Recent polls show that jobs and the economy are the second most important issue for Marylanders, trailing only public education.  Accordingly, Hogan relentlessly promotes his jobs record in the press and social media, not so subtly using it as justification for his reelection.  But if employment was really surging, state revenues should be booming.  They’re not.

One of countless Facebook posts by the Governor on jobs.

Last week, the Board of Revenue Estimates, comprised of the Comptroller, the Treasurer and the Secretary of Budget and Management, voted to reduce the state’s revenue projection for FY18 (the current fiscal year) by $73 million.  The reduction included shortfalls of $92 million in income taxes and $33 million in sales and use taxes, which were partially offset by increases of $18 million in estate taxes and $17 million in corporate income taxes.

A summary of the shortfall released by the Board of Revenue Estimates.

Given the fact that the November income tax distributions were down by 26% in Baltimore County, 29% in Montgomery County and 30% in Howard County, it’s not surprising that the state’s income tax projections would take a hit.  In those three counties, tax planning by the wealthy to take advantage of next year’s federal tax cuts was probably a factor in their shortfalls.  The fact that Maryland has the highest percentage of millionaire households of any state in the country leaves it vulnerable to these kinds of revenue swings.

But that’s not all.  The $33 million decline in projected sales and use taxes does not relate to tax planning by the rich.  That’s a similar situation to what MoCo is experiencing as half the county’s shortfall comes from taxes other than income taxes.  Hogan is dealing with the same problem as MoCo’s county elected officials: for all their claims that the economy is strong, healthy economies tend to not produce significant revenue shortfalls.  Recent employment estimates are often revised substantially soon after their release, but current year revenue declines are something that governments have to deal with in the near term.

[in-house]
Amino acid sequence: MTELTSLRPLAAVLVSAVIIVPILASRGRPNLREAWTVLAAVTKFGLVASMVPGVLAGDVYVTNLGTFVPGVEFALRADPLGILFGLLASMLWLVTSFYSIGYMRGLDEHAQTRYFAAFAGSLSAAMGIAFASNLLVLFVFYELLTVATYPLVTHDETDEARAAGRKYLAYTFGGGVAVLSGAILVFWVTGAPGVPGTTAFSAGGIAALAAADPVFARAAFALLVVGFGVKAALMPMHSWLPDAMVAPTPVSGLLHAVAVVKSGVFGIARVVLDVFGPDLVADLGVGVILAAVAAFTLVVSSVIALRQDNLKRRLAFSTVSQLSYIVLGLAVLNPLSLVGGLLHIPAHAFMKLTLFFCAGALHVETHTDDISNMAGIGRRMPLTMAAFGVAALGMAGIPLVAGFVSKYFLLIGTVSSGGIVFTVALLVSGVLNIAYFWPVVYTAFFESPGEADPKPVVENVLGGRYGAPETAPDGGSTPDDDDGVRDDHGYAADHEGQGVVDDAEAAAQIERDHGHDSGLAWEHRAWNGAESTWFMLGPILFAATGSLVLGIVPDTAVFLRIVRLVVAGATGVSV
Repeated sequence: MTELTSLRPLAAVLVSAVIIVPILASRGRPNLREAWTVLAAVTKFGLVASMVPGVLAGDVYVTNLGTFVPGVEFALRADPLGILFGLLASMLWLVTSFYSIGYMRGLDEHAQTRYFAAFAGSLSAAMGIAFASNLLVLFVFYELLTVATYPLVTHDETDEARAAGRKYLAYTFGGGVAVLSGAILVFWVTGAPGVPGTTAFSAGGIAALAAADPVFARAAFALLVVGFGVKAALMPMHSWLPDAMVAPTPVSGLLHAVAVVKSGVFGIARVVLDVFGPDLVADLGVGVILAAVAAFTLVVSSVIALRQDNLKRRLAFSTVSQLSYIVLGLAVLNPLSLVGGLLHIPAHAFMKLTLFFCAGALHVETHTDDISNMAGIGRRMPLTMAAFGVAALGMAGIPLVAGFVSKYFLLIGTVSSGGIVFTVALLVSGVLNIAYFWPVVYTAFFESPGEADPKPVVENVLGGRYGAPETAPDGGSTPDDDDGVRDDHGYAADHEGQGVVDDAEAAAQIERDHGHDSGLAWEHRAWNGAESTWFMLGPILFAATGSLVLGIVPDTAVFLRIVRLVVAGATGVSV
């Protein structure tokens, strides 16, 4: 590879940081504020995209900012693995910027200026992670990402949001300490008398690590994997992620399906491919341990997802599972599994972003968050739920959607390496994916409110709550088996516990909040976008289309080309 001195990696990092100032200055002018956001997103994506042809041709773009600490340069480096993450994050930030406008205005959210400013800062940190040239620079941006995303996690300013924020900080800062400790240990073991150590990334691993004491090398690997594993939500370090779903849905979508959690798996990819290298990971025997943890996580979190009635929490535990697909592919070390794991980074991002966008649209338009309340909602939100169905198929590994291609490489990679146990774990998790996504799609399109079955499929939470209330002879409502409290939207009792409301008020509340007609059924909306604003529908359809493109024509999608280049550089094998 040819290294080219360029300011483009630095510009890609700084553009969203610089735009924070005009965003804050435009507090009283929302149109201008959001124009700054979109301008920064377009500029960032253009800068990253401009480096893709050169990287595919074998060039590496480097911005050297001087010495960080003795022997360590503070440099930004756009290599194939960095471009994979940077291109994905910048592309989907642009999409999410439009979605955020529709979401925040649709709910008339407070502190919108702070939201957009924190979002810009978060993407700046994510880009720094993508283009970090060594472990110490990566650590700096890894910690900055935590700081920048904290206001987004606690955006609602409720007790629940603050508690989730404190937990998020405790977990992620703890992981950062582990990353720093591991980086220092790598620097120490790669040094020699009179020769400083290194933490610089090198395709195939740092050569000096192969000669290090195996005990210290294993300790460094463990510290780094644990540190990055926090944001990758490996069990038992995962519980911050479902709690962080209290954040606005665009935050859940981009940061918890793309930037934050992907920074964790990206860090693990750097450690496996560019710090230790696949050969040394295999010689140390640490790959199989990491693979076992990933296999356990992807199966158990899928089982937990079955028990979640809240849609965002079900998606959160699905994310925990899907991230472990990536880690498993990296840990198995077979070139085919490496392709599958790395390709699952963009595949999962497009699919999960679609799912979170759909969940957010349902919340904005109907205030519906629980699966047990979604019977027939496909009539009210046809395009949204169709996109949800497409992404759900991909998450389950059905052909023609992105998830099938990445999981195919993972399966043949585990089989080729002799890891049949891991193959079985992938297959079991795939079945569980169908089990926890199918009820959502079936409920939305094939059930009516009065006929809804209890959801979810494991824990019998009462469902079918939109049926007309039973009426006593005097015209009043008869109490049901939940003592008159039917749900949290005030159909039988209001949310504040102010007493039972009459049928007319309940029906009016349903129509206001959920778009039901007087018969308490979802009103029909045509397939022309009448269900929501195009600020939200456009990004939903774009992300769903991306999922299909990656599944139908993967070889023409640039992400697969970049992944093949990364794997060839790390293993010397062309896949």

Here’s what Comptroller Peter Franchot had to say about the state’s falling revenue projections:

The revenue projections that have been brought to this Board for approval were meticulously and carefully crafted based on what we know … and the trends we are seeing … and the data we are receiving. Once Congress approves a final version of the tax reform legislation, our experts here will work diligently to determine its impact on Marylanders’ income and our state’s fiscal future and propose revisions to our revenue estimates where appropriate.

In other words, we’re doing the best we can with the information we have. But, here’s what we do know and here’s what the numbers tell us. While we have undoubtedly made considerable progress after the crippling effects of the 2008 Recession, with an unemployment rate hovering around 4 percent and stock market trends that are headed in the right direction, the fact of the matter is that thousands of Maryland working families and small business owners who were affected the most by the economic crash nearly a decade ago haven’t fully recovered.

We continue to see that with declining sales and use tax revenue. With wages and salaries that are lackluster at best. Even those who are employed with good-paying jobs have – in more cases than not – elected to put their disposable incomes in their piggy banks instead of putting money back in our local economy. And who can blame them?

With all the uncertainty that’s being produced by Washington at an almost daily basis, coupled with the continued fiscal and economic challenges that our state and our communities face, it’s understandable why so many of our citizens remain hesitant and timid about how they spend their hard-earned incomes.

Let’s remember that Franchot has a famously cooperative relationship with Hogan.  Even so, Franchot is saying that the state’s economy has not fully recovered from the Great Recession – which is exactly what we wrote about MoCo before the revenue crash.

This is the opposite of Larry Hogan’s message that he has been great on jobs.  His opponents are sure to take notice.